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Tips for School-Based Recruiting

Posted on September 16, 2014 at 12:00 AM by Barbara Buckner

Maj Todd Mandel, WIWG Public Affairs Officer, recently shared some great tips and ideas about how to approach school-based recruiting: 

One of the top questions I get is how can a squadron get into schools to recruit. Many squadrons find it difficult to get inside school walls to tell the CAP story. Here are some thoughts/tips based on past successful endeavors as well as my own personal knowledge that comes from spending the past five years as an elected member of a public school district's Board of Education:

The politics. Understand that schools, particularly public ones, are political footballs in most communities. School districts protect themselves by creating policies so staff can simply function and not have to constantly gauge the political fallout of every decision. Therefore if your district has a policy against outside groups advertising, recruiting, etc... you will likely have a hard time getting in via the "front door". A conversation with a superintendent or principal will likely direct you to the policy and if the policy says "no" then that's the answer you will get.  But... don't give up there...

Be of service. Policies may prevent general recruiting or solicitation, but if groups offer something of value to a school they are treated differently. Provide a service to the school and you are no longer an "outsider trying to solicit", now you are a resource providing a service! So what do we have to offer? Aerospace instruction is one great tool. Connect with 6th and 7th grade teachers and offer your services to come in and do STEM-based aerospace instruction. Use your cadets on the day of and you have a built in recruiting tool. Red Ribbon Leadership Academy and its anti-drug message is another built-in service we can deliver to schools.

Find like-minded groups and come in the back door. Ok, so the policy says you can't recruit to the entire student body at once. So what? Frankly, you probably don't want the entire student body to join anyway. Imagine 800 cadets joining at once, yikes! Instead see what activity groups are already operating in the school. Is there a computer/technology club? Aviation club? Science club? Drug-free club? Connect with the advisers of those groups and offer to support them. For the Aviation or Science club, offer to demonstrate aerospace principles using STEM kits or fun hands-on events. For the Tech Club, come talk about CyberPatriot, etc. Sure, you're not talking to the 800 member student body, but you are talking to the 8 or 10 or 15 kids in the club. That's a good starting point and those kids all have friends. Also a club meeting atmosphere allows for more one-on-one interaction instead of the few seconds you might get during a lunch period recruiting table.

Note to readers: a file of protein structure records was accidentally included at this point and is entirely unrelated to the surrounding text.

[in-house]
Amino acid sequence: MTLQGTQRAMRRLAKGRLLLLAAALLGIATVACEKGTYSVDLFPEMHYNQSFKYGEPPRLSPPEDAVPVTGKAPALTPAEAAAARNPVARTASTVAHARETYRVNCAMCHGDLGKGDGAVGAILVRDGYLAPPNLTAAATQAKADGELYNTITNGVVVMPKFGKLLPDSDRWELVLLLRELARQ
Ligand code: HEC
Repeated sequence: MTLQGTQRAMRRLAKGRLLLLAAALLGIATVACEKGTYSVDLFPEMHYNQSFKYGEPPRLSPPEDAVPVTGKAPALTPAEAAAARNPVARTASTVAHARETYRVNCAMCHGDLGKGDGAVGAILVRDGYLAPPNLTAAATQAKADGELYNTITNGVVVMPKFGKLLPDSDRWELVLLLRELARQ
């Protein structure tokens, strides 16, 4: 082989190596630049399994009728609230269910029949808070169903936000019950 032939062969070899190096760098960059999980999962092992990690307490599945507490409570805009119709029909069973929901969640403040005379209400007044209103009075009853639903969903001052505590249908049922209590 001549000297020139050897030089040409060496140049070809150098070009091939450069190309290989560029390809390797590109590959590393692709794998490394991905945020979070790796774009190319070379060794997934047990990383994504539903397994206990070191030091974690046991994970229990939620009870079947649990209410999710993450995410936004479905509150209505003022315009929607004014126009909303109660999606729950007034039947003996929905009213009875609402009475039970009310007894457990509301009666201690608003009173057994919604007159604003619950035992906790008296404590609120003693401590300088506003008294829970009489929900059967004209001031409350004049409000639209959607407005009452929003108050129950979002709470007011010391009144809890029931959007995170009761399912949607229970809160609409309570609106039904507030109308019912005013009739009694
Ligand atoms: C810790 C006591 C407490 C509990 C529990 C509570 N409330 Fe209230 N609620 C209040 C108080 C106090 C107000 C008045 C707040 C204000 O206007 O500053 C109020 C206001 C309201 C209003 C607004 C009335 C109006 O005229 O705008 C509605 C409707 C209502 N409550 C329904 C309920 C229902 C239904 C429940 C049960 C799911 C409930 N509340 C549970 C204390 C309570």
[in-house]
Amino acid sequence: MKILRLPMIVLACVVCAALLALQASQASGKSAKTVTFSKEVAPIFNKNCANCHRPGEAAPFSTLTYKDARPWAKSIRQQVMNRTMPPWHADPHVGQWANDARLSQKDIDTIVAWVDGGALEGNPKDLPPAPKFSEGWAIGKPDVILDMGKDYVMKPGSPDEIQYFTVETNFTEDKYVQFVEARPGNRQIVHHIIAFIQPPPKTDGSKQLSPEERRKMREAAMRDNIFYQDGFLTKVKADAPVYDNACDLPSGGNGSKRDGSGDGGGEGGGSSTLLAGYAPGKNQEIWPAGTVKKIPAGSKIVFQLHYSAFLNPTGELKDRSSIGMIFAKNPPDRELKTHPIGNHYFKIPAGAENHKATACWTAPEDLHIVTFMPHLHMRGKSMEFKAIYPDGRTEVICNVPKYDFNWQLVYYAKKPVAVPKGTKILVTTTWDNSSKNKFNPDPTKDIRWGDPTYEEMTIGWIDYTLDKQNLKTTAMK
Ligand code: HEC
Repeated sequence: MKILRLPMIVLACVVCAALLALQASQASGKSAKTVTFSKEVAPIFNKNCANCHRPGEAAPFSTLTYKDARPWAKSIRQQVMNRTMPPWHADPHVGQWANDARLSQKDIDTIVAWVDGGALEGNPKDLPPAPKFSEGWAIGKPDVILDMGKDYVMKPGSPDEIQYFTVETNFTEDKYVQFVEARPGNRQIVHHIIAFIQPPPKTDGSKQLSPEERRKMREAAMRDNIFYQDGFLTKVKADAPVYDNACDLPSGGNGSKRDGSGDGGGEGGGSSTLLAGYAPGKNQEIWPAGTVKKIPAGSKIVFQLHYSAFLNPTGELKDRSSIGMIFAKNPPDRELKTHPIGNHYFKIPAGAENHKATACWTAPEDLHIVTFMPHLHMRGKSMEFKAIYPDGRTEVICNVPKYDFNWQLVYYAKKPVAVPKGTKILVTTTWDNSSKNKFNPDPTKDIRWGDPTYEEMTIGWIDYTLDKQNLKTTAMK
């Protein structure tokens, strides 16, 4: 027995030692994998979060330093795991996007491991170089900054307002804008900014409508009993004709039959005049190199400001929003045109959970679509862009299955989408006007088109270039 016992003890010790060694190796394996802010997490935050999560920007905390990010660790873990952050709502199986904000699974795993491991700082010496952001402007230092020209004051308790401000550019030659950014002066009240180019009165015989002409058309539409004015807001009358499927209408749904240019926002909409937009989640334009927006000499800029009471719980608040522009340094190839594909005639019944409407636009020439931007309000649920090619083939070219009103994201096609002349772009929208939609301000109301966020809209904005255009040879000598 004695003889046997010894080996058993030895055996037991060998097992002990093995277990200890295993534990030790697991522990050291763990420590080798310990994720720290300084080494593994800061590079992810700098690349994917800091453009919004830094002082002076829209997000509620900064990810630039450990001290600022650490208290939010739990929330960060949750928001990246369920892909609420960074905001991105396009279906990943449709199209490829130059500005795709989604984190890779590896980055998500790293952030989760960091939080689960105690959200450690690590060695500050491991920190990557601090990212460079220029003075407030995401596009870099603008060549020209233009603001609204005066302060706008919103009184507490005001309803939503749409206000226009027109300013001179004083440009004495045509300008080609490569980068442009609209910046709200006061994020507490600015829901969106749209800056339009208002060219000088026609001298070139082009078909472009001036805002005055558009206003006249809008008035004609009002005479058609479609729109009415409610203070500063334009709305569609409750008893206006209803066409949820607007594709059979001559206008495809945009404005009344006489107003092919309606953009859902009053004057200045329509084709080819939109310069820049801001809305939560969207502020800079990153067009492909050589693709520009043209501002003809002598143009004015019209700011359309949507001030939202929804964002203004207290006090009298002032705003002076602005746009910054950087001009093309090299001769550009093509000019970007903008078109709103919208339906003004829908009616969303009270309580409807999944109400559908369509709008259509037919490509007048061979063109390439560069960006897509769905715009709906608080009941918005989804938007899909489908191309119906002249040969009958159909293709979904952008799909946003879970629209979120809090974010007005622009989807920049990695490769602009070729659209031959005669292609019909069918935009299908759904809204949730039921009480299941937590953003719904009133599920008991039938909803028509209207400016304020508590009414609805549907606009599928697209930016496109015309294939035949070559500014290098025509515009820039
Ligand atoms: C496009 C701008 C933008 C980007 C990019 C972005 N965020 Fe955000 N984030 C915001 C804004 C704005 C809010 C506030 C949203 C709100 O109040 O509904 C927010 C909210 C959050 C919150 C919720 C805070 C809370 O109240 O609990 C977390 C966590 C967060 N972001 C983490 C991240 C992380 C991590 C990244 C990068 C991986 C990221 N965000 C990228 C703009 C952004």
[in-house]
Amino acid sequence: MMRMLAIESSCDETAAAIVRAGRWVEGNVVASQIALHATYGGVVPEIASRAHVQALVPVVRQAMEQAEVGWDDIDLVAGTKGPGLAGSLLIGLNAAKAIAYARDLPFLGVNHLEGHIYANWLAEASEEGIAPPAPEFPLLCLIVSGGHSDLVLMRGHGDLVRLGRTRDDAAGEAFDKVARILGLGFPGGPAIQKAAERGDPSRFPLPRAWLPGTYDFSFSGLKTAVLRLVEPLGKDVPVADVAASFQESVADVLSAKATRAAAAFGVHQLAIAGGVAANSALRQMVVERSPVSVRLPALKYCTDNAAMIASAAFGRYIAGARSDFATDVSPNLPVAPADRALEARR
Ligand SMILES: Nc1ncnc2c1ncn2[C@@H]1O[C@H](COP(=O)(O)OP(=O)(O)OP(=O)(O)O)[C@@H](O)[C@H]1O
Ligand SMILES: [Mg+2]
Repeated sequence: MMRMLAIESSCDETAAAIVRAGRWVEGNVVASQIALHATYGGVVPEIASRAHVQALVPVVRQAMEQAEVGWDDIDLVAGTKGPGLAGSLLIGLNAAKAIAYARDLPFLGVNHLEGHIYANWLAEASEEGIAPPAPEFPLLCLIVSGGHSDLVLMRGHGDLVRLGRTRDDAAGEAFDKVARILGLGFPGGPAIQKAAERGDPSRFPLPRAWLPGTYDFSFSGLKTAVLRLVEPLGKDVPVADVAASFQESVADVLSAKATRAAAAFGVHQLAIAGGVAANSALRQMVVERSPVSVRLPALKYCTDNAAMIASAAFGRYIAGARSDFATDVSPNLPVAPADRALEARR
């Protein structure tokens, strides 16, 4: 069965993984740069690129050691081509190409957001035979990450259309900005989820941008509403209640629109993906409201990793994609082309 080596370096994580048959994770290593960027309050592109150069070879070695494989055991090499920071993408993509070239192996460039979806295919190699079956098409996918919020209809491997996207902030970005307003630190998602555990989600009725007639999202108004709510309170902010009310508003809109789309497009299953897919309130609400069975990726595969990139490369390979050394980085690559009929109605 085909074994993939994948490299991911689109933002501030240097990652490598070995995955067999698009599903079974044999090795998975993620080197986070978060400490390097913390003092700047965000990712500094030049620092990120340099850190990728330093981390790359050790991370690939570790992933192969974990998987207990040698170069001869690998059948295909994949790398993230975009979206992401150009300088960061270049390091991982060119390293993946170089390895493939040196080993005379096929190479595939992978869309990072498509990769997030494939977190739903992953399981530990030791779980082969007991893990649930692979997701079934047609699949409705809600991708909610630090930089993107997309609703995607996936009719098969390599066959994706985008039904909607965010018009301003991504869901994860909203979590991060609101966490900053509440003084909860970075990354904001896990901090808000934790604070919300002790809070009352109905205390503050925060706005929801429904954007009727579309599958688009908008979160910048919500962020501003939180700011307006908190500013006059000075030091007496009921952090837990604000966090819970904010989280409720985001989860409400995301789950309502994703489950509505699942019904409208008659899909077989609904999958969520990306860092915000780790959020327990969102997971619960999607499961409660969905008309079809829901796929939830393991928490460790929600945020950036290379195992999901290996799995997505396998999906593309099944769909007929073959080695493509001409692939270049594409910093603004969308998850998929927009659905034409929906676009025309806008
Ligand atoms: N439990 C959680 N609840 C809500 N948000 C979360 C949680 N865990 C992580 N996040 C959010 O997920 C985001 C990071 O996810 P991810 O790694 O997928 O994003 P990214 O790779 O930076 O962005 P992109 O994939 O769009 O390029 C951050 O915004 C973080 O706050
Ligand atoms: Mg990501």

Target middle schools. I've found the best success comes from engaging middle school students. Think about it... middle school students typically are still trying to find their identity. They often don't have a schedule chock full of sports, choir, band, etc... If a cadet joins in 7th grade and really gets into CAP then CAP becomes part of who they are. When he/she becomes a Freshman, Sophomore, etc.. CAP just stays part of who they are. You are not "swimming upstream" against the current all the stuff high schoolers have on their plate. Instead you are already part of the stream.

Private schools. Public schools tend to be politicized and thus districts have an aversion to inviting controversy. Private schools however have greater latitude. They only answer to donors, students and parents instead of to donors, students, parents, and the entire electorate. They tend to be smaller and it is easier to connect with staff and administrators. Again, you're not actually trying to recruit 800 new cadets at once, right? So that private middle school with a 150 student enrollment could work just fine for your purposes.

Lastly, use your cadets to tell their story whenever possible.  "Passion persuades" and a member who is passionate about CAP is the greatest selling point we have.

As a public school administrator and Cadet Squadron commander, I agree with the services offered approach. The easiest way to get your foot in the door of any public school is to offer AE activities and a vibrant, well-trained color guard. Color Guards look great for football games, school assemblies, veterans programs and school board meetings.
Larry Morgan | 8/24/22 at 8:01 AM
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